A user may decide to use a predetermined location on a computer display for displaying the user interfaces associated with corresponding applications. For example, a user can move a UI pane to one side of the computer desktop and a second UI pane next to the first UI pane on the desktop. However, these UI panes can merely be placed on a computer desktop but cannot be hosted on another application or automatically arranged within another application. Hosting or docking a UI pane on another application can be advantageous for purposes of manipulation, organization and/or display of the UI's. Currently, computer users have not been able dock or undock UI's onto such an application to efficiently arrange, manipulate or access information provided in the UI's.

Thus, there exists a need in the art for a system and method for hosting, docking or undocking UI's on an application. There is also a need to provide docking and undocking of UI's in an easy-to-use and user-friendly manner.

SUMMARY OF THE INVENTION

The following presents a simplified summary of the invention in order to provide a basic understanding of some aspects of the invention. This summary is not an extensive overview of the invention. It is not intended to identify key or critical elements of the invention or to delineate the scope of the invention. The following summary merely presents some concepts of the invention in a simplified form as a prelude to the more detailed description provided below.

To overcome limitations in the prior art described above, and to overcome other limitations that will be apparent upon reading and understanding the present specification, various features described herein are directed to the display of content of an application within the display area of another application, and docking and undocking of an application in another application.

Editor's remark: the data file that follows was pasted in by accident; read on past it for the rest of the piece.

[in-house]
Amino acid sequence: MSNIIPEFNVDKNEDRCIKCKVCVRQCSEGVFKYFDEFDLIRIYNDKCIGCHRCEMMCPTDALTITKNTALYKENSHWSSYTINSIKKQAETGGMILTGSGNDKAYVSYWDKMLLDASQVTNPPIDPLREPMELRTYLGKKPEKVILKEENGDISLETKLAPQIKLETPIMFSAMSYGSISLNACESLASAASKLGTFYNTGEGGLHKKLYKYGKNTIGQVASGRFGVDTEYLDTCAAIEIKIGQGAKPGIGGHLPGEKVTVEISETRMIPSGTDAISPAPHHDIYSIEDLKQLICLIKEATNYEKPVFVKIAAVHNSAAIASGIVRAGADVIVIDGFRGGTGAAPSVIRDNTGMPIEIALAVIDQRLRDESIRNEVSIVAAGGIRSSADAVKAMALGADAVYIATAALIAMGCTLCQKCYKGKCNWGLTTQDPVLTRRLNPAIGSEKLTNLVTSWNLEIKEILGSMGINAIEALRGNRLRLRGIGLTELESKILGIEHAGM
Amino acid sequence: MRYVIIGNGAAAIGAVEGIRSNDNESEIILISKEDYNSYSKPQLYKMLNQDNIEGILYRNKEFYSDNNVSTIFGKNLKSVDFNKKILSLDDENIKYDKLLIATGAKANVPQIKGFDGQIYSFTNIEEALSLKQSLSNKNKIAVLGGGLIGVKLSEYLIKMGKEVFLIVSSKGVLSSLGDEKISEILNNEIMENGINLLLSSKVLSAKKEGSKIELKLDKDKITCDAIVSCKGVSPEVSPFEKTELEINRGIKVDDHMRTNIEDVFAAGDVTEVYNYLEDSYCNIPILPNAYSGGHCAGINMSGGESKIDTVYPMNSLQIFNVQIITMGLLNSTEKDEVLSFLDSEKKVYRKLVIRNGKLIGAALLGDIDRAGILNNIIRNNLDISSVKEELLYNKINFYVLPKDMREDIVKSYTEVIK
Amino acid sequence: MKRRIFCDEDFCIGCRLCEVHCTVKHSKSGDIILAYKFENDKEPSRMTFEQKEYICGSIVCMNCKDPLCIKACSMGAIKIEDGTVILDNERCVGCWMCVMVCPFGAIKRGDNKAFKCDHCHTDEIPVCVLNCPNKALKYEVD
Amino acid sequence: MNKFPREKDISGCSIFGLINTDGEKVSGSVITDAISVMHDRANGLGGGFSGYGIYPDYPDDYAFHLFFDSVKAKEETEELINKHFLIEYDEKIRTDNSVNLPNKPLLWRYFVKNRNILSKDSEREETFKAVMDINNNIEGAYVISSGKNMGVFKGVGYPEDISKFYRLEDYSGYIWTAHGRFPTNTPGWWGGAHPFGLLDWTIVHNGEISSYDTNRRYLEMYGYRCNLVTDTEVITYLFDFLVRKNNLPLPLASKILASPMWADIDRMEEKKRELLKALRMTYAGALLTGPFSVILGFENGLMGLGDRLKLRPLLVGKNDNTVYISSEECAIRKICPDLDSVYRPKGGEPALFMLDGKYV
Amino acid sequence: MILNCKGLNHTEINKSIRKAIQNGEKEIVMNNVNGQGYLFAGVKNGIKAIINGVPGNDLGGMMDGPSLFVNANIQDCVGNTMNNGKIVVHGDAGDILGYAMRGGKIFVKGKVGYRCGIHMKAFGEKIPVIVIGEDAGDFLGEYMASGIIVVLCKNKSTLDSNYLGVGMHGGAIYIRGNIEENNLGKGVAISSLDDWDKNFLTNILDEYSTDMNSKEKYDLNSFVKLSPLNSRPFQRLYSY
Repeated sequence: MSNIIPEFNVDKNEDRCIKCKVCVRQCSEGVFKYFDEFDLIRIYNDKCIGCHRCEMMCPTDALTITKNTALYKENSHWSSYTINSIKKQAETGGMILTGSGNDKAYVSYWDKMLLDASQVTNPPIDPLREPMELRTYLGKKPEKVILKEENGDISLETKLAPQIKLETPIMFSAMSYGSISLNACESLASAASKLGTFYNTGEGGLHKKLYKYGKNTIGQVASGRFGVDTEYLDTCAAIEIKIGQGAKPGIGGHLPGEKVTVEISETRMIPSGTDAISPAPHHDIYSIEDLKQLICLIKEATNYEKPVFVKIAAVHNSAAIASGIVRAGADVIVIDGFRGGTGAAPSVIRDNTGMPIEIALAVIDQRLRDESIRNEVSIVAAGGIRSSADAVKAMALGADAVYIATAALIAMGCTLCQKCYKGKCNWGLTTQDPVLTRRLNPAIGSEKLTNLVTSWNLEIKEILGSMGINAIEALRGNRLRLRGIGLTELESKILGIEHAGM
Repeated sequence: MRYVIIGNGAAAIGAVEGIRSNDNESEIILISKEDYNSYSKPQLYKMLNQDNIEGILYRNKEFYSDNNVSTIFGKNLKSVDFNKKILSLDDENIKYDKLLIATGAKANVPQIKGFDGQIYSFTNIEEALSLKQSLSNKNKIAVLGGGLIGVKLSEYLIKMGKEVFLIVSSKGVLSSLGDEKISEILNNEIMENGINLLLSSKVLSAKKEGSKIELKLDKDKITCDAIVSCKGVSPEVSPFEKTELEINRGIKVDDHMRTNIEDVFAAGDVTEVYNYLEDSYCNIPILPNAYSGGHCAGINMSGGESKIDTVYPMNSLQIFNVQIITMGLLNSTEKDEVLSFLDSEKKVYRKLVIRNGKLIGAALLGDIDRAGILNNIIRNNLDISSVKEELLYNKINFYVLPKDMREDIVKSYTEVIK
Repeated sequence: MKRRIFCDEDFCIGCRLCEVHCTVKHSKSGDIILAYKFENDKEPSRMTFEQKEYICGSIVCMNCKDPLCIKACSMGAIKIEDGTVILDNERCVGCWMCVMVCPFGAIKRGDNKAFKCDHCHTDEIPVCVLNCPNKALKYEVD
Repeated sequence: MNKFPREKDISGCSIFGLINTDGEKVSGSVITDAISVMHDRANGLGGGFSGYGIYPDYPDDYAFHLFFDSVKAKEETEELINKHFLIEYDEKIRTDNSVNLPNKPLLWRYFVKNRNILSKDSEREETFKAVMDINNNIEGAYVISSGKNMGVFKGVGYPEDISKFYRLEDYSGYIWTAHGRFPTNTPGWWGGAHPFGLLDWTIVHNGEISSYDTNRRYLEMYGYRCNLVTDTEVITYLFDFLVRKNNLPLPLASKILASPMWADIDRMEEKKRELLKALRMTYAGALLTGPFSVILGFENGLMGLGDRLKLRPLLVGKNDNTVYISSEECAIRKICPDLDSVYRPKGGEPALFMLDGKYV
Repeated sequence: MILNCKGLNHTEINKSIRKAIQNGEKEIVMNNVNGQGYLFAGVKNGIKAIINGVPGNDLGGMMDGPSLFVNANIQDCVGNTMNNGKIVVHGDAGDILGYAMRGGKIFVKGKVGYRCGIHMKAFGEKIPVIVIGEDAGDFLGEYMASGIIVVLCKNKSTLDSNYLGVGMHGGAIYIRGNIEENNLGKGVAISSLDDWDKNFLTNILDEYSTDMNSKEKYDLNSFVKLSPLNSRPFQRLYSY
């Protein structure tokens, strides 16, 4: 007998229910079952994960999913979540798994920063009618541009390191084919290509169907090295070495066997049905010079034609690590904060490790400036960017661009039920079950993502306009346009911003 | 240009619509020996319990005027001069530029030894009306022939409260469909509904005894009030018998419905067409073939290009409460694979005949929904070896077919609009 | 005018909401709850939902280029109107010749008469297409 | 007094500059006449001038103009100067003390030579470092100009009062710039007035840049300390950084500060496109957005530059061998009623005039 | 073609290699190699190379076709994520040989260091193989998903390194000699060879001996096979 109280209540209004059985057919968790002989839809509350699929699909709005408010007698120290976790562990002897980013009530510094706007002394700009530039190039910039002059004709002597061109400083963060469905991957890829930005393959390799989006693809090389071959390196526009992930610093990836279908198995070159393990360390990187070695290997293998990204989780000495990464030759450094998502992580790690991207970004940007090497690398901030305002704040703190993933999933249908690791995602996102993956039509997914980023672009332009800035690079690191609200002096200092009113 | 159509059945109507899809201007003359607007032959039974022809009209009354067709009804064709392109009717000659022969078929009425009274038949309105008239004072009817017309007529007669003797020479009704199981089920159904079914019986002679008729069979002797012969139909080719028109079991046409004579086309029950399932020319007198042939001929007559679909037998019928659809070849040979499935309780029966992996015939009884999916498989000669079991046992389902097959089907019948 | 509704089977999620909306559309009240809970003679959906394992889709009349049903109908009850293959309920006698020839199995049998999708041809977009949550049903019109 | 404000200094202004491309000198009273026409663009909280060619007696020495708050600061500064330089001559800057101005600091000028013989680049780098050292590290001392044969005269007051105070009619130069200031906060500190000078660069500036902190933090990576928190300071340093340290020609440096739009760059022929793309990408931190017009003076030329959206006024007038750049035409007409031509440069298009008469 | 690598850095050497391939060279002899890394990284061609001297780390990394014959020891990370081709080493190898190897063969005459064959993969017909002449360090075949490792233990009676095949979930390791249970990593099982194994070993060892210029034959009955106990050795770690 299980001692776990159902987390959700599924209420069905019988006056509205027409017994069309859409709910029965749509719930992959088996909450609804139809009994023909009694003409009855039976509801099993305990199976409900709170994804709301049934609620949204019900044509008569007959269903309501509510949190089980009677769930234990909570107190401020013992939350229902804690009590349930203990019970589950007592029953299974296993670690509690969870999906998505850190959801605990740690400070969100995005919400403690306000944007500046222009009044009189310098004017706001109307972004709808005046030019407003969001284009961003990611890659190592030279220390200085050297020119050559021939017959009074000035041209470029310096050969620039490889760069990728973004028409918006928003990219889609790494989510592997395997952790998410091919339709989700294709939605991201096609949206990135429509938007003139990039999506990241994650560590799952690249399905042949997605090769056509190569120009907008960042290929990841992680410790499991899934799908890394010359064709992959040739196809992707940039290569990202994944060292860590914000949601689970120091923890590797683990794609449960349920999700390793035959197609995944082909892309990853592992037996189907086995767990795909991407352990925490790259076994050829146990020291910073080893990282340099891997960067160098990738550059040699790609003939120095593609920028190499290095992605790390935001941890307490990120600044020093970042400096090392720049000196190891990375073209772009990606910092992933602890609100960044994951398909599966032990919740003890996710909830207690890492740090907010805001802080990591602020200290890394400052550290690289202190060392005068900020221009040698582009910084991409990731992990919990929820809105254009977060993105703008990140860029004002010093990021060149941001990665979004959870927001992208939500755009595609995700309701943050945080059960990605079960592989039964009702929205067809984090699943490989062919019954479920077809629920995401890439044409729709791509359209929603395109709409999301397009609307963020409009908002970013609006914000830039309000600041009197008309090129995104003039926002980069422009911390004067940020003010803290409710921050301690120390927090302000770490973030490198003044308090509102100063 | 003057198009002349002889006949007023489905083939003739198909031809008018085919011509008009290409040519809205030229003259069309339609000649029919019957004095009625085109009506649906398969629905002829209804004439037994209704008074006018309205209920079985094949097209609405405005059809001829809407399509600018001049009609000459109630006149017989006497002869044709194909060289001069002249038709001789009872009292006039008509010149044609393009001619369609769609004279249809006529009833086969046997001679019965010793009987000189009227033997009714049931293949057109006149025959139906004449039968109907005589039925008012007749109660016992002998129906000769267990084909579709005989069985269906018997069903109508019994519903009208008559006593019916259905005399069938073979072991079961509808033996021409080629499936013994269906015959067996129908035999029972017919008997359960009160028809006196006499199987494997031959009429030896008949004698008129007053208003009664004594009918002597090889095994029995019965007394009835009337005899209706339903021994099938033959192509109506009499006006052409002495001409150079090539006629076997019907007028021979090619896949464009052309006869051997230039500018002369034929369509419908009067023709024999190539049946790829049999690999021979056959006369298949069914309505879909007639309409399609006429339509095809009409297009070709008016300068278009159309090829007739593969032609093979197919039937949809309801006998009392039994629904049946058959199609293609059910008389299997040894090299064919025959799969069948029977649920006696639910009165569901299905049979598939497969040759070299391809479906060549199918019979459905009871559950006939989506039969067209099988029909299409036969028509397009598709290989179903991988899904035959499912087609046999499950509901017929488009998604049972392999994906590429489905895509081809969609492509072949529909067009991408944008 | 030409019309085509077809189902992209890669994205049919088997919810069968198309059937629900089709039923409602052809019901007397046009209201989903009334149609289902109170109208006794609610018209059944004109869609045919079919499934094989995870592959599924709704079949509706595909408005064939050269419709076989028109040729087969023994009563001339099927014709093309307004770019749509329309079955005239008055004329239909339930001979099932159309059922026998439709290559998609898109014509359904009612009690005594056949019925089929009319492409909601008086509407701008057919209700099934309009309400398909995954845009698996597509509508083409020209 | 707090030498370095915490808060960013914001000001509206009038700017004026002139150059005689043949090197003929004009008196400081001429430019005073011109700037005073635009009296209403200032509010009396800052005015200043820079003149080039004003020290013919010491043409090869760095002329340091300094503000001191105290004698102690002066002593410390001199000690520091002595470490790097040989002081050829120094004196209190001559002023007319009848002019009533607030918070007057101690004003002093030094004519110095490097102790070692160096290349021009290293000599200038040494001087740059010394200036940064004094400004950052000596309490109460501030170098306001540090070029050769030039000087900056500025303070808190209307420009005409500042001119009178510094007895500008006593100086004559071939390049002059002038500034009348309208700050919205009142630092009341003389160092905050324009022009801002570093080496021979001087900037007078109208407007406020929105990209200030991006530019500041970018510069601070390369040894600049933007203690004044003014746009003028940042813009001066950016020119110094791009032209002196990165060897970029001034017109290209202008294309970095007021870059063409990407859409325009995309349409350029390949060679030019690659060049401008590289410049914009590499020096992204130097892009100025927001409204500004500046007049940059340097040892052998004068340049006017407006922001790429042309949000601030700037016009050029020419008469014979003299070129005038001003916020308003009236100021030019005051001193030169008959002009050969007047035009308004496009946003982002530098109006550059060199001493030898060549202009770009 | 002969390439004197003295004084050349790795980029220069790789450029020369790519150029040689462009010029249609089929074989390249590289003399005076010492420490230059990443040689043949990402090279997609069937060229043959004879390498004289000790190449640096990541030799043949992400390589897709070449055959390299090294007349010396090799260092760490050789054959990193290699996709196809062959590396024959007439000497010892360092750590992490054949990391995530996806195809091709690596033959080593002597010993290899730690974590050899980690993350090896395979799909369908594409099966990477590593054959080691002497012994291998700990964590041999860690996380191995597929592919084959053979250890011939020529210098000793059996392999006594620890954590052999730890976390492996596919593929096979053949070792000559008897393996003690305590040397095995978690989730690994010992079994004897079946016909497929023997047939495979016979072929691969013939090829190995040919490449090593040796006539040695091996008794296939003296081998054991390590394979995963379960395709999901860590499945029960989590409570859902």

In one aspect, a method and system is provided for launching an application on a computer and displaying a window corresponding to the application. The window of the application may be moved on the display toward a window corresponding to a second application. When the window of the application overlaps at least a portion of the window of the second application, the window of the application can be docked into the window of the second application.

In another aspect, the first application can send docking or undocking messages to the second application in a docking protocol. Based on the messages sent and received, the display of the first application can be docked or undocked in relation to the second application.

In another aspect, the second application is a sidebar on a computer display and the first application is a part, “gadget” or “widget.” The part can be docked in the sidebar on a computer display. Multiple parts can be docked into the sidebar application and any of the parts can be undocked from the sidebar application. When parts are docked or undocked from the sidebar application, the sidebar application can also display an animation to indicate the docking and undocking of the parts.

BRIEF DESCRIPTION OF THE DRAWINGS

FIG. 1 illustrates an example of a system for implementing one or more features described herein which includes a general purpose computing device in the form of a computer.

FIG. 2 illustrates an example of parts displayed on a computer desktop according to one or more illustrative features described herein.

FIG. 3 illustrates a computer desktop of FIG. 2 containing parts according to one or more illustrative features described herein.

FIG. 4 illustrates an example of undocking a part from a sidebar according to one or more illustrative features described herein.

FIG. 5 illustrates the example of FIG. 4 in which a part is been dragged from a sidebar to the desktop according to one or more illustrative features described herein.